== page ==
looking to other jurisdictions for guidance in determining how a local court would decide whether a city may recover extraordinary emergency expenses from negligent tortfeasors where local court had not yet addressed the questionSummary of this case from District of Columbia v. Air Florida, Inc.
Argued and Submitted January 12, 1983.
Decided October 27, 1983. Opinion on Denial of Rehearing and Rehearing En Banc December 28, 1983.
Robert W. Warden, Mangum, Wall, Stoops Warden, Flagstaff, Ariz., for plaintiff-appellant.
John G. Ryan, Phillip Fargo, Fargotstein, Fennemore, Craig, von Ammon Udall, Phoenix, Ariz., for defendants-appellees.
Appeal from the United States District Court for the District of Arizona.
The question before us is whether a municipality which commits police, fire, and other relief measures to a major emergency may recover the costs of those services from the tortfeasor who caused the accident. This diversity case requires our interpretation of Arizona law, where the issue appears to be one of first impression. If a later case presents the same question to Arizona's own courts, their resolution will be definitive, not ours; but having the case before us, we must decide it as we think the Arizona courts would. Edwards v. American Home Assurance Co., 361 F.2d 622 (9th Cir. 1966). We conclude that the action brought by the municipality is not recognized by Arizona law and that specific authorization for the recovery sought must come from a legislative authority, not the courts. The district court reached the same conclusion. We affirm its order granting summary judgment for the defendants below.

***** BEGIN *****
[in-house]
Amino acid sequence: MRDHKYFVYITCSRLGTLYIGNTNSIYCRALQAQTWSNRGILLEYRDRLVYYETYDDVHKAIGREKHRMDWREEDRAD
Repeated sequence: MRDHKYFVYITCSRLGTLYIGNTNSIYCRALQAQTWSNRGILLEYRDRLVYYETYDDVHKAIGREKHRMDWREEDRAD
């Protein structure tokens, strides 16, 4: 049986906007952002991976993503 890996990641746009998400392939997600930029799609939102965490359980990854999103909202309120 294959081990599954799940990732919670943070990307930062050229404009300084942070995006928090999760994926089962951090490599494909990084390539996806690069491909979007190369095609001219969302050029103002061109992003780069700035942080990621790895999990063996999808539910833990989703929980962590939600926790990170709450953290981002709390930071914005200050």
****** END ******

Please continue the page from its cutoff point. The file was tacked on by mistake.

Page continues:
On March 31, 1981, four railroad tank cars carrying liquefied petroleum gas derailed near Flagstaff, Arizona. The derailed train was operated by the Atchison, Topeka, and Santa Fe Railway Company, the principal defendant below. To guard the public against hazard from leaks or explosion of the gas, Flagstaff's fire department ordered evacuation of all persons within certain distances of the train, at some places as far as one mile. The expense to the city for the evacuation, including overtime pay, emergency equipment, emergency medical personnel, and the cost of food provided to evacuated residents, was $41,954.81. Flagstaff sued to recover from the railroad on the theory that the city's expenditures were compensable damages, arising from either or both the railroad's negligence or its conduct of an ultrahazardous activity.